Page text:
How to Succeed in Business Without Really Trying

Wed 15th – Sat 25th March 2017


Clare Cavenagh

at 17:06 on 16th Mar 2017



How to Succeed in Business Without Really trying was a difficult, mixed-bag of a show. The play itself is funny, and the songs mostly effective, although it's certainly not up there with the greats. This production is also fun and often effective, with some good performances, and lots of potential, but for the moment is somewhat hamstrung by its being a little under-rehearsed. Although I'm sure this show will grow into itself over the course of its two-week run, for the moment it often feels a little bit undercooked.

The title of the show comes from a self help manual which falls into the hands of J. Pierrepont Finch (Toby Waterworth) and inspires his astronomic rise through the business world. Along the way he encounters one arch nemesis, Bud Frump (Joe Pieri), one major love interest, Rosemary (Rachel-Marie Weiss) and one highly compromised boss, J. P. Biggley (Stanley Thomas). Throughout, Finch retains his ability to make every situation work to his advantage, farcically yet seamlessly fumbling his way through problem after problem.

Waterworth does a fine job as Finch. He's charming and friendly and therefore manages to keep the audience onside all through his quest to rise in the world of business, but also gives them an insight into the 'executive charm' which dupes I mean convinces his superiors that he's worthy of near-constant promotion. His singing and dancing are spirited and skilled, and his slimy business smile (highlighted with a blinding spotlight) wins every time.

But it's Joe Pieri who steals the show as his arch enemy Bud Frump, the nephew of company president Biggley, and a brilliant example of both the pitfalls, and the occasional irresistibility of workplace nepotism. Pieri is viciously funny, and provides the perfect vindictive foil to the charismatic Finch. He was especially impressive during one dance number close to the close of the show when he managed to dance in time with the other cast members, while looking as though the dancing itself were a rebellion of his body which he resented, but was nevertheless unable to stop.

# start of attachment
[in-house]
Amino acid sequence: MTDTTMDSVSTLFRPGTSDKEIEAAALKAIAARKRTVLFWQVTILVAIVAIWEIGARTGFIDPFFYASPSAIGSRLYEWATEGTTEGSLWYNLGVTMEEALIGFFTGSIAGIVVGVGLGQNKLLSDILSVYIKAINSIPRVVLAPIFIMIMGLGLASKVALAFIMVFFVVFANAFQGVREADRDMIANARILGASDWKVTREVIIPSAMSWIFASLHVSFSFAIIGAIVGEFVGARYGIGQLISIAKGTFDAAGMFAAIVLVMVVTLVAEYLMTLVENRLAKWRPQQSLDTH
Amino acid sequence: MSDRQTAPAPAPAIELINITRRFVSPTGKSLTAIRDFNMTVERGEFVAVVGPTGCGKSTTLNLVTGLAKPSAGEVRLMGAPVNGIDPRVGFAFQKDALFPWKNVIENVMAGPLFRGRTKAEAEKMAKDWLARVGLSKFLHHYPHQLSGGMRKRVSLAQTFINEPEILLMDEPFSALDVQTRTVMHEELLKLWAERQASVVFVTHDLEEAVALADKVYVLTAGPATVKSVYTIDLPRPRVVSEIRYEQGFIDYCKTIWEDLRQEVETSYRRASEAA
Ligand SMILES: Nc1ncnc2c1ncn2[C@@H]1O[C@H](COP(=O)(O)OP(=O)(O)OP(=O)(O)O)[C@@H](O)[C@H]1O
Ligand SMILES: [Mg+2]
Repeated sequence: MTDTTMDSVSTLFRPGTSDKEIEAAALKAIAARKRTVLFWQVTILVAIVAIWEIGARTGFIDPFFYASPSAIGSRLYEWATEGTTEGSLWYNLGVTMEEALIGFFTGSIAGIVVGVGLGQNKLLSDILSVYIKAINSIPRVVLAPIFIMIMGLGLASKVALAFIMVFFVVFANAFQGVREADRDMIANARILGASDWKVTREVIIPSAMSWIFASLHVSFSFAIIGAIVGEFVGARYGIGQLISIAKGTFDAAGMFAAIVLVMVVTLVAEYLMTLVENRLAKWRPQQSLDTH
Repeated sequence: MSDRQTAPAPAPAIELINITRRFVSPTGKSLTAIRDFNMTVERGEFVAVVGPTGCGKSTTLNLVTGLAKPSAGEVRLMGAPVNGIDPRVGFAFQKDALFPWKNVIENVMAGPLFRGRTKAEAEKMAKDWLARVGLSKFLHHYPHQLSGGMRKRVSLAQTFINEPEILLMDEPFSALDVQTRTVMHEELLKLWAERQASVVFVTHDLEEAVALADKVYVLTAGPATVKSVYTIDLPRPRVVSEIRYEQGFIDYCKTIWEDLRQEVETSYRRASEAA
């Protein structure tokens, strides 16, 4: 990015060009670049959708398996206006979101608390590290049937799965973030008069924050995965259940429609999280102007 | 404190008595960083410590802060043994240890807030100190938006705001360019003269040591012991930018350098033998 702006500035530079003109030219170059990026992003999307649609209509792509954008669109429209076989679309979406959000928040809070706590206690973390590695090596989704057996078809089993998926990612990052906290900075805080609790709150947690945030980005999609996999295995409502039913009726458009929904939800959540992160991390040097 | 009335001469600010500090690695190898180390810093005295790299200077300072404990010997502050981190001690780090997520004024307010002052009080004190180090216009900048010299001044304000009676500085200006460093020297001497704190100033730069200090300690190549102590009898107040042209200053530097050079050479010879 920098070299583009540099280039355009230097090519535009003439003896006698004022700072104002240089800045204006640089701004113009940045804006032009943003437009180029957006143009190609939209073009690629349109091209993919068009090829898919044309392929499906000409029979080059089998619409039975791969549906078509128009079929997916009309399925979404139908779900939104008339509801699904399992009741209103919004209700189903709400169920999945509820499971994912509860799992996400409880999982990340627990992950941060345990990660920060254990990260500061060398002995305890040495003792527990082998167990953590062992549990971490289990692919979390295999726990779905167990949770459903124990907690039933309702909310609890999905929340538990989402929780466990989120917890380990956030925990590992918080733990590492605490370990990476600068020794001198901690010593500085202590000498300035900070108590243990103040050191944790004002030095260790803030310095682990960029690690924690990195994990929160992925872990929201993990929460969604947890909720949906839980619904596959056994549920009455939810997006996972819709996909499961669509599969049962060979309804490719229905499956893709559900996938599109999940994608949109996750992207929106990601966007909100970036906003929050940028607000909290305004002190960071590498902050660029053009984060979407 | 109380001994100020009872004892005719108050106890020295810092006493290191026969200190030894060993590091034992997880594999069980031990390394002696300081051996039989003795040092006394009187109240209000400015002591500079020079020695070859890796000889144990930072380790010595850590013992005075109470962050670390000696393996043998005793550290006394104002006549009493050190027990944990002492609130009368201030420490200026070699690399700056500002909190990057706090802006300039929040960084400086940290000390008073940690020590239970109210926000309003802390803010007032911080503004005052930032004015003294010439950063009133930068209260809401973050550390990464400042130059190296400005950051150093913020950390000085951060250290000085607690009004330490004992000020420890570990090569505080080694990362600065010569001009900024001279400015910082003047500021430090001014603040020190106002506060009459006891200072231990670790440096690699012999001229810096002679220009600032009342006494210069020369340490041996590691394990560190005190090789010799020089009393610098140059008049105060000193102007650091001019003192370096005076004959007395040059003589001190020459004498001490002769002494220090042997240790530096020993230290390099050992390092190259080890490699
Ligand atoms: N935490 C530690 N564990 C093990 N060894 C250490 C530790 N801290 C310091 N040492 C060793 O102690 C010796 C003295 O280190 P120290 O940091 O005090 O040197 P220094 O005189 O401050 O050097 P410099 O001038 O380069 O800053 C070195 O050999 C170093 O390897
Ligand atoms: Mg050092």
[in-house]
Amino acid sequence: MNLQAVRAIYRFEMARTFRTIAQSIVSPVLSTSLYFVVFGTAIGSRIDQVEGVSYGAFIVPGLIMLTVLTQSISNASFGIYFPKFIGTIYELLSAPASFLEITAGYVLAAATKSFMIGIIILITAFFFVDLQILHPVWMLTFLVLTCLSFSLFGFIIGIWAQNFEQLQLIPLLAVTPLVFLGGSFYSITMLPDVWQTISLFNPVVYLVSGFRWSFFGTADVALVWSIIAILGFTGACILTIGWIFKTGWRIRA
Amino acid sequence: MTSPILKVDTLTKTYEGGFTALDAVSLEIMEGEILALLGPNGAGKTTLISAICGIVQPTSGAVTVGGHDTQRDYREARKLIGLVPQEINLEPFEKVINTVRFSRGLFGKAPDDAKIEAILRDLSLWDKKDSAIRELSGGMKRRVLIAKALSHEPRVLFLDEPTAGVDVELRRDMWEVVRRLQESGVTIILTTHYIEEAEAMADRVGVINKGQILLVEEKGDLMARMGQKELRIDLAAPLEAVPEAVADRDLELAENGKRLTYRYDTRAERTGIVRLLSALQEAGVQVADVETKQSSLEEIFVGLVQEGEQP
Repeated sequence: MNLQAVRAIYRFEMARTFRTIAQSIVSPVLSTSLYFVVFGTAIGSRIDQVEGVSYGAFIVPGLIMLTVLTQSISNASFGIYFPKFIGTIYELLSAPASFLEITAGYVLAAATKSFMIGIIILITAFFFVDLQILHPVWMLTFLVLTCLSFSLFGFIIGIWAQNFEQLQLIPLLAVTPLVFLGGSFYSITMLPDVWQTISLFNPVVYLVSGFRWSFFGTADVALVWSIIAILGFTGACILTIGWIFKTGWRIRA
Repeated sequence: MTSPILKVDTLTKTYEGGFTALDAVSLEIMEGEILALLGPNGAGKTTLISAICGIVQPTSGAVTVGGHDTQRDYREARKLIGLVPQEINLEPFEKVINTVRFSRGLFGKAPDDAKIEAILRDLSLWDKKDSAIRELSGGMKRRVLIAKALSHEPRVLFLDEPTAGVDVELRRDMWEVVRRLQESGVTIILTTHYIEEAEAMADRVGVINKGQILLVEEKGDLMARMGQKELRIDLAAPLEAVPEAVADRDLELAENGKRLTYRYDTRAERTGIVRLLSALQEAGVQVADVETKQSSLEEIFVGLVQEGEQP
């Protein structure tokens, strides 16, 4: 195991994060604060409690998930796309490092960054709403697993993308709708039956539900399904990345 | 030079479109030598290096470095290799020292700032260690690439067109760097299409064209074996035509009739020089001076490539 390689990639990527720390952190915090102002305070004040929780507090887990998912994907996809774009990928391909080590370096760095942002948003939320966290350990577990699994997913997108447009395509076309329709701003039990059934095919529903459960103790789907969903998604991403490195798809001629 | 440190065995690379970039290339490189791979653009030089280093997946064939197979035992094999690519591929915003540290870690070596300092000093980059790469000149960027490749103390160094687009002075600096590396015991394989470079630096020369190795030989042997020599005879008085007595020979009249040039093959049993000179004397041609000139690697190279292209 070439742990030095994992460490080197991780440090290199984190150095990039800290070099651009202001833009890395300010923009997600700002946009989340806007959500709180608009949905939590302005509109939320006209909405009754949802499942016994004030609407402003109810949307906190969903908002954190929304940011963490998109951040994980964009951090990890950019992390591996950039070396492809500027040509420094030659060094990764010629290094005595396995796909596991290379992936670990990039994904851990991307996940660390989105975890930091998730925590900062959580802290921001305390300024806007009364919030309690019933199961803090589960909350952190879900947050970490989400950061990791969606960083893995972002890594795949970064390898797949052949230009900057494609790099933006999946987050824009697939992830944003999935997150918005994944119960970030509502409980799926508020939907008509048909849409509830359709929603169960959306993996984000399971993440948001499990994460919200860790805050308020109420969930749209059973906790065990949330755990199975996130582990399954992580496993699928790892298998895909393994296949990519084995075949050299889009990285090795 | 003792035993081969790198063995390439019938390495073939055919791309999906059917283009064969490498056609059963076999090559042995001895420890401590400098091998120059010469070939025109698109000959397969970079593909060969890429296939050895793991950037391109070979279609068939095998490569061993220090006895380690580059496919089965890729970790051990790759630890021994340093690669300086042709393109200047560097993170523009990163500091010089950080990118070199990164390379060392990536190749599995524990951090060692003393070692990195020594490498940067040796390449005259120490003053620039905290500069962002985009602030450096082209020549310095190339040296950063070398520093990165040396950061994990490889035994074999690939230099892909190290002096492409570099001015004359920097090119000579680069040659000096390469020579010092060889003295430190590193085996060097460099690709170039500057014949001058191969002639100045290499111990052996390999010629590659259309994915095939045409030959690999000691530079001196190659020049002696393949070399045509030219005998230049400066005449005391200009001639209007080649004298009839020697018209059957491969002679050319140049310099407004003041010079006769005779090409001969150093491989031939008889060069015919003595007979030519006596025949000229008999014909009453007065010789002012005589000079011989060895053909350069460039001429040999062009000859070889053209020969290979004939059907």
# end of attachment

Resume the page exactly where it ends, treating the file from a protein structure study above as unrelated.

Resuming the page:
The music in this show was well played by the band from what could be heard in the auditorium, but unfortunately, they were unevenly amplified, leaving the sound which made it through to the auditorium awkwardly out-of-balance (the piano was always loud and clear, but brass came through as a barely-audible whisper). The songs are also very strange in terms of their placement and lyrics, in ways which are often utterly delightful: they lend the whole show the feeling of being a kind of hallucinogenic fever-dream. Highlights include a song praising the virtues of 'brotherhood' with a female employee sitting patiently on a chaise-longue in the background, and another entitled 'A Secretary is not a Toy'.

This show has great potential to be a lot of fun, and is funny and entertaining as it is, but would benefit from a little more rehearsal time to ripen. There were many things which didn't quite work. Lines were fluffed quite regularly, some singing was a little off-key, some choreography was not quite mastered, some movement of props and sets did not go according to plan. The run is long, and things will come together over time, but for the moment it feels a little premature.

How to Succeed in Business Without Really Trying is a very strange, but very funny show, and this production of it features quite a few excellent performances. Unfortunately, it's somewhat marred by mistakes and sloppiness at this point, although I'm confident it will improve over time.


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